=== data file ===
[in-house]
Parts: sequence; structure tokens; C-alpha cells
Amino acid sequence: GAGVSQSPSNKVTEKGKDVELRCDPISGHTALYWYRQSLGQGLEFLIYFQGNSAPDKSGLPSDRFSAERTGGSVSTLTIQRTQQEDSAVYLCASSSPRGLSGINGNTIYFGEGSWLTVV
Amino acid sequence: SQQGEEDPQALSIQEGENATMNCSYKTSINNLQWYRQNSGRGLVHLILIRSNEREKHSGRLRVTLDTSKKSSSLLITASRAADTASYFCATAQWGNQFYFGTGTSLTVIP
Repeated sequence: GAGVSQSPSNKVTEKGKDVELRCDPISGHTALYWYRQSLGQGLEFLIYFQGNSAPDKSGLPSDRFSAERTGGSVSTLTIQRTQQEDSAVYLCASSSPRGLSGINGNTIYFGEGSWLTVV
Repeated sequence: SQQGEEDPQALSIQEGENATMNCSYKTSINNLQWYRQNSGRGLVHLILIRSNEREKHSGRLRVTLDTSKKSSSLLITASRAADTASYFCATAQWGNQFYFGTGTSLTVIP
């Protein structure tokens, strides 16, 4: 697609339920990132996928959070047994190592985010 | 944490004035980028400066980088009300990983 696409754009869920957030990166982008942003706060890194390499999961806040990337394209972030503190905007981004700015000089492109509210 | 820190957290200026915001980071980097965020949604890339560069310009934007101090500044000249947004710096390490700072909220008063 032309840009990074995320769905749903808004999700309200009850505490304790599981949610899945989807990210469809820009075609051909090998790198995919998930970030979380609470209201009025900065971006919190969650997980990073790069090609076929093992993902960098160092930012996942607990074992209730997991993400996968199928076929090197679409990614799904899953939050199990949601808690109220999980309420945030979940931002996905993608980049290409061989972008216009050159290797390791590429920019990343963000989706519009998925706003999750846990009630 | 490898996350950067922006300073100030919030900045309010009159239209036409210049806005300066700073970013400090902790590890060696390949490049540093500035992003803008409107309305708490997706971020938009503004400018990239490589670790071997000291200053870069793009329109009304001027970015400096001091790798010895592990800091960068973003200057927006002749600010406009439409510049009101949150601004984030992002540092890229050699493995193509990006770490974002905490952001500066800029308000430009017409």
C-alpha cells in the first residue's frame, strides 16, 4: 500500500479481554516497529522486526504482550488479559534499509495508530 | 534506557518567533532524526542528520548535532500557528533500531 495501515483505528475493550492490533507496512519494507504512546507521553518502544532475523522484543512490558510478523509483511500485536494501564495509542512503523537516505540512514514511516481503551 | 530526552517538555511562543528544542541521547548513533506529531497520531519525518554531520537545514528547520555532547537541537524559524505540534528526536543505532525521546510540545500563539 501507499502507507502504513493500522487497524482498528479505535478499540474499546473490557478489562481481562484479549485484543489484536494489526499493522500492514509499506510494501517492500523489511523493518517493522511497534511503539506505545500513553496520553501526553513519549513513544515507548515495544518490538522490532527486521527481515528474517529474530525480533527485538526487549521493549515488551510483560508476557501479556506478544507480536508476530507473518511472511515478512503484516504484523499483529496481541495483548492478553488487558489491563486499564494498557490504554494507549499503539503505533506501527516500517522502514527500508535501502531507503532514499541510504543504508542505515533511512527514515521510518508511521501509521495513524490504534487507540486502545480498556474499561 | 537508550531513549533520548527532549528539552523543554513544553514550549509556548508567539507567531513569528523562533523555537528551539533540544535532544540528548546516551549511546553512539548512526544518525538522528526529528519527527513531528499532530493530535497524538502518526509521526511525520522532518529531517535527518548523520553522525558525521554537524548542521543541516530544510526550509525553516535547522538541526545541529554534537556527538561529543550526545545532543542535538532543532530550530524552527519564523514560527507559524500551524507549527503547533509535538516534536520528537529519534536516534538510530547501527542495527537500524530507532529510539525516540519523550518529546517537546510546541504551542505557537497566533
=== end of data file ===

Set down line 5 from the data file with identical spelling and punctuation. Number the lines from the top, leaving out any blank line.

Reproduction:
Repeated sequence: GAGVSQSPSNKVTEKGKDVELRCDPISGHTALYWYRQSLGQGLEFLIYFQGNSAPDKSGLPSDRFSAERTGGSVSTLTIQRTQQEDSAVYLCASSSPRGLSGINGNTIYFGEGSWLTVV